The Minister for Justice, Equality and Law Reform, Mr O'Donoghue, has said his Department is reviewing the effectiveness of the laws on incitement to hatred. He also told a conference on racism, organised by the National Consultative Committee on Racism and Interculturalism, that there was a "huge problem of hate speech" in the media.
Mr O'Donoghue said there had been only one case involving a breach of the Prohibition of Incitement to Hatred Act since its introduction in 1989. Later, a Department spokesman confirmed that more than one case had been brought, but there had been no convictions to date.
"I am aware that there has been some criticism of the effectiveness of this Act . . . At my request, officials have commenced a review of this legislation," Mr O'Donoghue said.
The Act makes it an offence to incite hatred against anyone on account of their race, colour, nationality, religion, sexual orientation or membership of the Traveller community.
Yesterday's conference was held in advance of the forthcoming European Conference on Racism in Strasbourg next month and the UN World Conference Against Racism in August 2001.
The Minister said that while the media could be used to provide education on racism, it could also have a negative influence. "We have the huge problems of `hate speech' in newspapers, on the radio and on the Internet. The Internet, in particular, presents major difficulties of control," he said.
A public awareness campaign had been approved by the Government, Mr O'Donoghue added. "The overall aim of the proposed public awareness programme . . . is to contribute to creating the conditions for building a more inclusive and intercultural society in Ireland, where racism is effectively addressed and cultural diversity is viewed as a strength rather than a weakness."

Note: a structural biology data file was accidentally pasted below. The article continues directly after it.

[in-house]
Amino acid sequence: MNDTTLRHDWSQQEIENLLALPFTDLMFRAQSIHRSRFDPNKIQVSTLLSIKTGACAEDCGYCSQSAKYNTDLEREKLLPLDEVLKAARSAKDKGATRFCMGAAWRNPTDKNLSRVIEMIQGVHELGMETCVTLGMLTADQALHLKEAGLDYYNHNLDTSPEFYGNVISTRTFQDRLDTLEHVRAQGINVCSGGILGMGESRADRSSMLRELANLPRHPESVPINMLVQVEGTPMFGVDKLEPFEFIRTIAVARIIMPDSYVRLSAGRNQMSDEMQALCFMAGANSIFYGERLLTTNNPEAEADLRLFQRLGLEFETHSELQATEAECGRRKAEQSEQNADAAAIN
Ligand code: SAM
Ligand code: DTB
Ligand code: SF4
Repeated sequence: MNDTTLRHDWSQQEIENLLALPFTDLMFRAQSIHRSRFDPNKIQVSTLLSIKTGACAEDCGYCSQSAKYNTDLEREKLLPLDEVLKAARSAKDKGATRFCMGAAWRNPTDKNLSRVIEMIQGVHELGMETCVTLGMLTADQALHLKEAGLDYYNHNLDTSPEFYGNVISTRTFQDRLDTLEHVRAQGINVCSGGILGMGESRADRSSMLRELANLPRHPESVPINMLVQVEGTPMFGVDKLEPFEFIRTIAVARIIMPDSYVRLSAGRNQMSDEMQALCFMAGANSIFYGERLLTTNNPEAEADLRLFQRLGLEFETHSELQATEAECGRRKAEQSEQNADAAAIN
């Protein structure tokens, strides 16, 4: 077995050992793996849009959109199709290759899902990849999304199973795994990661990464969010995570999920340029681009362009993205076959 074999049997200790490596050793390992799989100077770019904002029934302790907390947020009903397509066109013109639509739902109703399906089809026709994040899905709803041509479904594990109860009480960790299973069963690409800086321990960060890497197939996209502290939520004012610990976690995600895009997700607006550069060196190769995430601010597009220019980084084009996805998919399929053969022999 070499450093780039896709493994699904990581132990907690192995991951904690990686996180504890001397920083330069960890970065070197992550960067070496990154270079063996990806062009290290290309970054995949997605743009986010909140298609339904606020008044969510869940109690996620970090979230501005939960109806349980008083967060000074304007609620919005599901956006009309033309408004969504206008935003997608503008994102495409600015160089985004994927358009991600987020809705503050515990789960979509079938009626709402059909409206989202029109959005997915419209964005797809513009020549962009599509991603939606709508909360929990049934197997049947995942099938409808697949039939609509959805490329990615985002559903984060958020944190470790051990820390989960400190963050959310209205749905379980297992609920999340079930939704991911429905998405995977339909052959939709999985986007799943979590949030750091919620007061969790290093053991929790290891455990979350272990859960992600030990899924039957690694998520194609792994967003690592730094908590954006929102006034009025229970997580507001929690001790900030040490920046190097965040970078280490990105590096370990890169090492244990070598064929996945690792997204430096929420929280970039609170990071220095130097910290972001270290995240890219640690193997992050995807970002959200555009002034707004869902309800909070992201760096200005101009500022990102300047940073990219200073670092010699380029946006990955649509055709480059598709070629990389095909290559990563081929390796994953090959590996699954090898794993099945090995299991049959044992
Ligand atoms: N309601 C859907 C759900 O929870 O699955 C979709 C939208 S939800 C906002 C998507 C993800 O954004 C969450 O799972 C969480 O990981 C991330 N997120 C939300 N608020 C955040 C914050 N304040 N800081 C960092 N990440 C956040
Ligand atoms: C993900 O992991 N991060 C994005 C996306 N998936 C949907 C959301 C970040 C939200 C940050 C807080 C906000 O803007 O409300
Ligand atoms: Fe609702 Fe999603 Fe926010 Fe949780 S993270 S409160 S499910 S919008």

Mr O'Donoghue said the Government would ratify the UN Convention on the Elimination of All Forms of Racial Discrimination in the coming months, as the necessary domestic anti-discrimination legislation was now in place. This legislation includes the Employment Equality Act and the Equal Status Act.
Ms Tania Kaur McFarland, of the EU Migrants Forum, said that there were regulations in the Republic which came across as institutionalised discrimination. She cited recent cases where young men employed on contract from abroad had been refused permits for their spouses from the Department of Justice.
Ms McFarland said that people who had lived in the Republic for many years had to obtain a residence permit every year. Despite the fact that they had to have a residence permit, non-EU migrant workers also had to obtain a re-entry visa every time they wished to leave the State and return.
Mr Martin Collins, of Pavee Point, said that Travellers experienced the same type of institutionalised racism as defined in the Stephen Lawrence Report. Recent reports showed that the situation regarding Travellers had worsened, he claimed.
Mr Collins said that certain sections of the media had behaved irresponsibly when reporting on issues concerning Travellers. "Some journalists and reporters are in positions of power and use their platform to articulate their own racism," he said.